Demographics and the Outlook for Housing Demand

March 23, 2022

Demographics and the Outlook for Housing Demand

March 23, 2022

Demographics and the Outlook for Housing Demand

March 23, 2022 | James Sprow | Blue Vault

There are few statistics that are more helpful in forecasting the future than the demographics of populations. For example, it is safe to say that the number of 75-year old U.S. citizens five years from now can be forecasted with high accuracy from the number of 70-year old U.S. citizens alive today. Compared to forecasting interest rates or stock market returns, many demographic trends can be estimated with 99% accuracy. Another economic metric we can forecast accurately two to three years out is housing supply. The number of housing units available in the U.S. in two or three years can be known today with high accuracy because most exist today and the near-term additions to the housing stock are either currently under construction or already permitted.

However, forecasting housing demand is more dependent upon economic conditions, interest rates, pricing trends and household formations. The first three variables are very much subject to different economic outlooks. If an economist is forecasting higher interest rates, higher housing prices and a recession, the housing demand forecasts will be different than if the outlook is more rosy. The mix between multifamily demand and single family housing demand will also be affected by economic forecasts and the trends affecting urban vs. suburban housing choices. Black Swan events such as the pandemic can greatly impact the urban vs. suburban demand patterns as we have recently seen. Add to these variables the regional differences in economic growth and internal U.S migration between regions and U.S. housing demand at a macro level can vary significantly from a regional or more narrowly-defined micro level.

What Are the Experts Saying About Housing Demand?

A March survey by U.S. News reported that 48.3% of respondents who expect to buy within the next year are first-time home buyers. These are predominantly the people in the population pyramid within the age ranges of 25 to 39. As that pyramid illustrates, that cohort of the U.S. population is a “bulge”due to the “Baby Boom Echo.” As that cohort moves out from multifamily units into the market for single family homes, demand for those homes should be relatively strong. Will the smaller 20-24 cohort replace them in occupying multifamily units, or will higher single family prices and higher interest rates keep the older cohorts competing with their younger siblings in renting?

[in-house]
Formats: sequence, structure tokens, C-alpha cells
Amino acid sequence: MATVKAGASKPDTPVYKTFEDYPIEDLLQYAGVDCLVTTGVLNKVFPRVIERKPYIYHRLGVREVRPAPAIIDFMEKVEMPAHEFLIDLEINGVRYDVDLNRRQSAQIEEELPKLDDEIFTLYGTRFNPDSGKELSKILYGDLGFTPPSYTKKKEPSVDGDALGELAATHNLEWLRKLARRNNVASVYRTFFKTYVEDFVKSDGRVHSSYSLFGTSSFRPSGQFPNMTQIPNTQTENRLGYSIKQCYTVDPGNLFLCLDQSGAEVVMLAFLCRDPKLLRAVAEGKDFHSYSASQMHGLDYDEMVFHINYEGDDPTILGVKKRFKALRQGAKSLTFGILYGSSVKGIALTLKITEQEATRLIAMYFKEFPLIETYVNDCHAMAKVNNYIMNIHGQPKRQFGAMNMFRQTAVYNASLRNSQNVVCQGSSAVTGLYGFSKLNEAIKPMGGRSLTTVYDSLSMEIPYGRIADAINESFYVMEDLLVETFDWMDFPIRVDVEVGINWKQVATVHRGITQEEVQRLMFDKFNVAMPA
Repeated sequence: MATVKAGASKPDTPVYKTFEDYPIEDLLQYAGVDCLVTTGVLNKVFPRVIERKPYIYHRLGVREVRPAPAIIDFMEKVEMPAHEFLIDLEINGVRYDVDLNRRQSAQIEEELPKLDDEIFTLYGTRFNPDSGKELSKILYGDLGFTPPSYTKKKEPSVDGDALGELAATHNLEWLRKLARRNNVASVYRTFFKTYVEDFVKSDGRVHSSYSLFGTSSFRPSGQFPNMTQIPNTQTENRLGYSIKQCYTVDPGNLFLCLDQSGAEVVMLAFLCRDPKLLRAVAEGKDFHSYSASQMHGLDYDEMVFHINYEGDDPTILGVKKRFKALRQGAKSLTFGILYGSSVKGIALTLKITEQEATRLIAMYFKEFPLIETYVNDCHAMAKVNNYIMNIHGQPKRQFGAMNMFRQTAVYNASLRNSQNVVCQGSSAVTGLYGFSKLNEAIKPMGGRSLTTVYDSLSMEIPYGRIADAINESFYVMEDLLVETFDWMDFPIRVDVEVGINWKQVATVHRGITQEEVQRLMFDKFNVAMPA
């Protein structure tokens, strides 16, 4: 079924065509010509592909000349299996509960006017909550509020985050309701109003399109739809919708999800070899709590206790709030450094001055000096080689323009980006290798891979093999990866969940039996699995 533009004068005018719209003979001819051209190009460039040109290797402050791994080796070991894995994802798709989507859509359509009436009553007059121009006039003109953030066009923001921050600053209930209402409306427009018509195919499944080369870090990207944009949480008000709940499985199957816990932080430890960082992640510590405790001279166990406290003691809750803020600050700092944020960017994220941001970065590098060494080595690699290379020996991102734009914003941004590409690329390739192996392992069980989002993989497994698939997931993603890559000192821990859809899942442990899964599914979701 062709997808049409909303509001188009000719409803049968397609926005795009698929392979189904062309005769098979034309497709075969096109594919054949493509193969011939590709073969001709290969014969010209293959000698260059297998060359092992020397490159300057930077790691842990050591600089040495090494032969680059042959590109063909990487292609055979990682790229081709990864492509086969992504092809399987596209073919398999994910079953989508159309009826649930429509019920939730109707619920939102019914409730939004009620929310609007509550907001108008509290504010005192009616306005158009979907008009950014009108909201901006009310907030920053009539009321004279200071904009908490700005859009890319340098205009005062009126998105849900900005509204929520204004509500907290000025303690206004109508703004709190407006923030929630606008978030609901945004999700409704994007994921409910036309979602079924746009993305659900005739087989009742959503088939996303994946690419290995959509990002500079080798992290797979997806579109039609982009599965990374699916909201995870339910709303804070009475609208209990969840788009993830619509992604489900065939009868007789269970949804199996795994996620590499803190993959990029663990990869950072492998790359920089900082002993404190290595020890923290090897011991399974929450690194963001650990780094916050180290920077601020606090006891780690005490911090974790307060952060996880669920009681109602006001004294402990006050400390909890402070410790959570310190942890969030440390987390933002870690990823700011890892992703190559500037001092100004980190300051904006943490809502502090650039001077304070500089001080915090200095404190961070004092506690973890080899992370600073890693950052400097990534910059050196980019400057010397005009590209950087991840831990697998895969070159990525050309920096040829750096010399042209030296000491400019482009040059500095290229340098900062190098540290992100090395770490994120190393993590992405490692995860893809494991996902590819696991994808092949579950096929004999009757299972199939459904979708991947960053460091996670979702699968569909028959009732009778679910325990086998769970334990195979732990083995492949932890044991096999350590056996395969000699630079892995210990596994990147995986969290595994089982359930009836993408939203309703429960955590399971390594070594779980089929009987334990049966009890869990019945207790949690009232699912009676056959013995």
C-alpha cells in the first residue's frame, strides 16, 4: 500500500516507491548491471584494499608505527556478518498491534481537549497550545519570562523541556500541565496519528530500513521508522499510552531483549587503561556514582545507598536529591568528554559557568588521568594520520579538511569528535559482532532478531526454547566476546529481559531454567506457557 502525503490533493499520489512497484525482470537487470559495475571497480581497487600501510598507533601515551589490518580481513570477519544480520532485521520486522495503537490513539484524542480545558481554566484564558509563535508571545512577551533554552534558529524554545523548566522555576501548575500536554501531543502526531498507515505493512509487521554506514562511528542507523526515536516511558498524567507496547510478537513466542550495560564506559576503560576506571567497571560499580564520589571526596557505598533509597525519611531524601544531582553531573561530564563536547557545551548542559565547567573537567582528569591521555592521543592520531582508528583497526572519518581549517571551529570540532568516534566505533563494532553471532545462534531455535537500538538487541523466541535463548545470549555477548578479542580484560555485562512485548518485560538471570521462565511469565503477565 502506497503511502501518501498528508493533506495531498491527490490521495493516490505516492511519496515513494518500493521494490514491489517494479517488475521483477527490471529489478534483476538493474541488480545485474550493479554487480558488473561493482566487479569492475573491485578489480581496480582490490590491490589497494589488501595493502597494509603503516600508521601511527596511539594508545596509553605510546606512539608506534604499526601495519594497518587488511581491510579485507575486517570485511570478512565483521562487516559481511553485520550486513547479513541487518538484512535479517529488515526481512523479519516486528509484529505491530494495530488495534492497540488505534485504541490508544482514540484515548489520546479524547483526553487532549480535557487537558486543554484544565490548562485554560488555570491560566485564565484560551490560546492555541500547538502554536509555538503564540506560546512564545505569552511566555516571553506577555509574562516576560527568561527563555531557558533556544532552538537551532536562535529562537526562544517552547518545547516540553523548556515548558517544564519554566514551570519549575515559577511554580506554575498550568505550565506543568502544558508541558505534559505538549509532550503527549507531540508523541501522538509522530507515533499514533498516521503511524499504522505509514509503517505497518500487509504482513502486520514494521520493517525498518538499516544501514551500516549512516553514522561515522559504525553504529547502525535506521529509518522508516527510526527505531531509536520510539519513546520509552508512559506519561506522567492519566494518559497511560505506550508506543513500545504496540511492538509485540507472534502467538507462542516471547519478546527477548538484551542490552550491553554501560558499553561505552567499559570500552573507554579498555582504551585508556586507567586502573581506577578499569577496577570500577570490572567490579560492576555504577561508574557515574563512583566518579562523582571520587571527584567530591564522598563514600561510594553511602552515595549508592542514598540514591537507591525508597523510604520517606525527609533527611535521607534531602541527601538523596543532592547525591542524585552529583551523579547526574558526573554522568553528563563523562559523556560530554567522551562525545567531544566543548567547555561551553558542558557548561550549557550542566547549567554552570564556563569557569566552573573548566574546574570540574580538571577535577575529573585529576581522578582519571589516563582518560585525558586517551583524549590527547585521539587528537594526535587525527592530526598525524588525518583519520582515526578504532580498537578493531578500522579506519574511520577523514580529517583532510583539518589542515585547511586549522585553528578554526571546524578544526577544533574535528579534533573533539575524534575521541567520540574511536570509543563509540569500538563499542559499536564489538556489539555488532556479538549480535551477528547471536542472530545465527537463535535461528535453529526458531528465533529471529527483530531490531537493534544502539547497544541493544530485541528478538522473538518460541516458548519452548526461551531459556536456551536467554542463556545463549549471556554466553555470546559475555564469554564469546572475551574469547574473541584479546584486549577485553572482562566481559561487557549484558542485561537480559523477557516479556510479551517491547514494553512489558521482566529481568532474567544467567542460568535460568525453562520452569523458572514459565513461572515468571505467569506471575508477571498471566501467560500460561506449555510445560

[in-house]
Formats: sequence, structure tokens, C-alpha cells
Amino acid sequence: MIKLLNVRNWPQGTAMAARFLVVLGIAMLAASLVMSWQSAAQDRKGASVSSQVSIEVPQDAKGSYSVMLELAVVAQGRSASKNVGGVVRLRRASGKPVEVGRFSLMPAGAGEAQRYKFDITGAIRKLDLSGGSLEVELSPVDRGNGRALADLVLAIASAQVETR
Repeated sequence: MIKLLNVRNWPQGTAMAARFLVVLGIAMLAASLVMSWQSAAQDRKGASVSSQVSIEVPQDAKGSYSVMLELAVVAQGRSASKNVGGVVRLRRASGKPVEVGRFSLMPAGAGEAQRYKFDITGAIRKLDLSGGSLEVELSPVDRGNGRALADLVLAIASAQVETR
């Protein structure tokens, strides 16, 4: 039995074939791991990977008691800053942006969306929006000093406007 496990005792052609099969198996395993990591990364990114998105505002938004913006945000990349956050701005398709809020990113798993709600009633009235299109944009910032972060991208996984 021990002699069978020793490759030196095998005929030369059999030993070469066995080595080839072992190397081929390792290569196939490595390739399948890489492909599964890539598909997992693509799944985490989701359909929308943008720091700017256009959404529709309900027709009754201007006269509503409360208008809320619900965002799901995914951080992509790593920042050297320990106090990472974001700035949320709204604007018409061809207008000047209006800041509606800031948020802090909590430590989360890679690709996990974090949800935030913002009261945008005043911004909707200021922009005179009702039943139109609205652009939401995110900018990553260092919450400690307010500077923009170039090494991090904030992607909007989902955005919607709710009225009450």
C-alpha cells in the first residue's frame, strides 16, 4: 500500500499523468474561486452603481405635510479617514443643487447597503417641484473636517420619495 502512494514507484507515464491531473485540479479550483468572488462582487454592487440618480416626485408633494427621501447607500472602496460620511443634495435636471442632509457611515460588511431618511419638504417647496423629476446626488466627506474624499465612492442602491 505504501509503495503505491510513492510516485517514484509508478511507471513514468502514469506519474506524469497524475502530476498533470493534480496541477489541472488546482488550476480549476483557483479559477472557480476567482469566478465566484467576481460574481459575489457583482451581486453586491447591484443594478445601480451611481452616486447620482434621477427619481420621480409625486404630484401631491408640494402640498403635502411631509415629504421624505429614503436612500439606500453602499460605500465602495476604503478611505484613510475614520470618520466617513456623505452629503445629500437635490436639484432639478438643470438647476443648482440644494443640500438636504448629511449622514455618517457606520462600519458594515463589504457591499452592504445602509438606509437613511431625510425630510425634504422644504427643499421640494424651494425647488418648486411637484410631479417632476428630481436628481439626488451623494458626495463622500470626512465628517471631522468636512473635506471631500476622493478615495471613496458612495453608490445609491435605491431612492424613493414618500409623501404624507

Experts vary in their outlook for existing home sales and pricing. Ian Shepherdson at Pantheon Macroeconomics is forecasting a dramatic fall in the pace of home sales this year. He says, “The housing market is in the early stages of a substantial downshift in activity, which will trigger a steep decline in the rate of increase of home prices, starting as soon as the spring.” Affordability is the greatest concern of potential home buyers. According to Shepherdson, the rise in mortgage rates since September has increased the cost of a monthly mortgage payment for median-priced homes by more the $400, or 27%. Over the past 12 months, U.S. home prices are up 18.8%—an uptick larger than any 12-month period leading up to the 2008 housing crash, according to Zillow. They see only a subtle slowdown in the rate of growth. Their forecast model predicts a 17.8% year-over-year home price growth by February 2023. Zillow says, “The robust long-term outlook is driven by our expectations for tight market conditions to persist, with demand for housing exceeding the supply of available homes.”

How does the market for single family homes and trends in that market impact the demand for multifamily units? Both of the above forecasts predict affordability problems for potential home buyers. With that in mind, multifamily occupancy and rent forecasts will be positive, as demand exceeds supply. Fannie Mae is forecasting continuing rent escalation and lower vacancies into 2023 and 2024.

Rental rate increases and lower vacancy rates are extremely attractive to multifamily landlords and developers. Rent levels are forecasted to exceed inflation rates over the next few years, making multifamily investments a great inflation hedge. While vacancy rates may increase, the increasing rents can compensate and produce healthy NOI growth.

Fannie Mae projects that there will be a supply/demand imbalance in 2022, based on the number of multifamily units expected to come online compared to the anticipated increase in job growth. Fannie Mae is optimistic for multifamily housing: “We maintain a positive outlook for the multifamily sector in 2022. We expect the multifamily sector will continue to benefit from solid demand drivers, leading to improved fundamentals as reflected in a more normalized return to rent growth, stabilizing vacancy
rates, and rising property values. We also expect that the multifamily sector will outperform other commercial real estate property types, most notably retail and hospitality…”

Sources: Fannie Mae Multifamily Economics and Strategic Research, January 19, 2022, MarketWatch, March 21, 2022, PopulationPyramid.net

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